Film soundtracks are often a crapshoot. If a soundtrack is well-produced and compiled, it can transcend its roots and become a noteworthy album in its own right. Sadly, too often, soundtracks are just used as mere promotional tools and put together with very little thought or care.
Transporter 2, the soundtrack to the film, is unfortunately a case of the latter. It's clearly meant as a collection of fresh new music, but unfortunately, it's packed with a bunch of music that's clearly meant to suggest other more popular artists without actually involving them. The effect of all the derivative artists is to come off as a budget-price collection of knock-offs. With the exception of the score excerpts by Alexandre Azaria (pleasant, but hardly revolutionary and ultimately forgettable unless you've seen the film), all the new cuts by new artists sound like rewrites of bigger-name acts. The Servant sounds like both pre-techno Oasis ("Body") and post ("Cells"). The Strokes-like Strays deliver "Life Support"(one of 2 cuts that don't actually appear in the finished film). The electronic techno/industrial of Sin is entertaining, as are the straight techno of Mylo and Shakedown, but ultimately, it's possible to get better big-beat techno from other sources. As for the weakest cuts, Grand National are another '80s retro-act a la Franz Ferdinand, but far more inept. And the DJ Premier-remixed DJ Cam cut, "Voodoo Child", is not really Premier's best work at all.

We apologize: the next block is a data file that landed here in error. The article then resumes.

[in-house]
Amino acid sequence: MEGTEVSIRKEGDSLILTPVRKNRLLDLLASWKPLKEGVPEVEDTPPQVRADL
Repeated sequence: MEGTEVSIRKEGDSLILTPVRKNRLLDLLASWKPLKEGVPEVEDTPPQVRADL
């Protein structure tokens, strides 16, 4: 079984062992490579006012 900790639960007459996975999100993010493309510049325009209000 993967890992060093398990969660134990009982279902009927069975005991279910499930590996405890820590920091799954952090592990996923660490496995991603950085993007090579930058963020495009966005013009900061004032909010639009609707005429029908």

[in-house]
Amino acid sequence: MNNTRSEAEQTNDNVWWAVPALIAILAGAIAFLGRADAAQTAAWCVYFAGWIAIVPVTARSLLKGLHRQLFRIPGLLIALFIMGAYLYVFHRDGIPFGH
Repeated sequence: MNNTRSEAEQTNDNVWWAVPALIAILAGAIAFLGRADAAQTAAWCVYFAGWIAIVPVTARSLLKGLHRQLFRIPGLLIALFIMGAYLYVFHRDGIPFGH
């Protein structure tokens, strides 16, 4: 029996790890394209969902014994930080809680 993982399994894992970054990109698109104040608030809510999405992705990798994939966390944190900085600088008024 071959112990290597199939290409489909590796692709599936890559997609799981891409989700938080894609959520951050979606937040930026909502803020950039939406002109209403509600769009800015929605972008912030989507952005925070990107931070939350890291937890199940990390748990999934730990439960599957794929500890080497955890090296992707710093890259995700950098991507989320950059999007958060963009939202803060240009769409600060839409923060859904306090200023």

It's worth noting that, with a handful of exceptions, the music isn't terrible, just imitative. Cinematics (another act whose music isn't in the film) are a likable, pop-rock act in the same vein as Coldplay, and Kate Nauta's "Revolution" is a decent Evanescence rewrite. But overall, none of this is at all noteworthy or significant. If you enjoyed the film, it will be an agreeable souvenir, but otherwise, it's not worth going out of your way for.